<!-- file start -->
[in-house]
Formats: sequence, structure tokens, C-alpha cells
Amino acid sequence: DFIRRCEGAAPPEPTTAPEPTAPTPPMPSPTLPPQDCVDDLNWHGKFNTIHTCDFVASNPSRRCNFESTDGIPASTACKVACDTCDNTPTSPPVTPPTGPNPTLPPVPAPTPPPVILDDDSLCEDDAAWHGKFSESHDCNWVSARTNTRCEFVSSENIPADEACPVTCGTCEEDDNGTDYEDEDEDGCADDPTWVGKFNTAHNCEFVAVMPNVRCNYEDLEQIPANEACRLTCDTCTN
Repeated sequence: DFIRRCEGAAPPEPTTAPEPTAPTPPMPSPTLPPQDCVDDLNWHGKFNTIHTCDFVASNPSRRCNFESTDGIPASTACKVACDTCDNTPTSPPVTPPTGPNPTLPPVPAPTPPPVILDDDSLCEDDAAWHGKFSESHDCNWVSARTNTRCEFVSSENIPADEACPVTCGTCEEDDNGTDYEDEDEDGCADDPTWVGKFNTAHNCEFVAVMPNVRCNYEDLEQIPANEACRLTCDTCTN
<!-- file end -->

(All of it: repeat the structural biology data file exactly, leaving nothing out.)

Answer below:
[in-house]
Formats: sequence, structure tokens, C-alpha cells
Amino acid sequence: DFIRRCEGAAPPEPTTAPEPTAPTPPMPSPTLPPQDCVDDLNWHGKFNTIHTCDFVASNPSRRCNFESTDGIPASTACKVACDTCDNTPTSPPVTPPTGPNPTLPPVPAPTPPPVILDDDSLCEDDAAWHGKFSESHDCNWVSARTNTRCEFVSSENIPADEACPVTCGTCEEDDNGTDYEDEDEDGCADDPTWVGKFNTAHNCEFVAVMPNVRCNYEDLEQIPANEACRLTCDTCTN
Repeated sequence: DFIRRCEGAAPPEPTTAPEPTAPTPPMPSPTLPPQDCVDDLNWHGKFNTIHTCDFVASNPSRRCNFESTDGIPASTACKVACDTCDNTPTSPPVTPPTGPNPTLPPVPAPTPPPVILDDDSLCEDDAAWHGKFSESHDCNWVSARTNTRCEFVSSENIPADEACPVTCGTCEEDDNGTDYEDEDEDGCADDPTWVGKFNTAHNCEFVAVMPNVRCNYEDLEQIPANEACRLTCDTCTN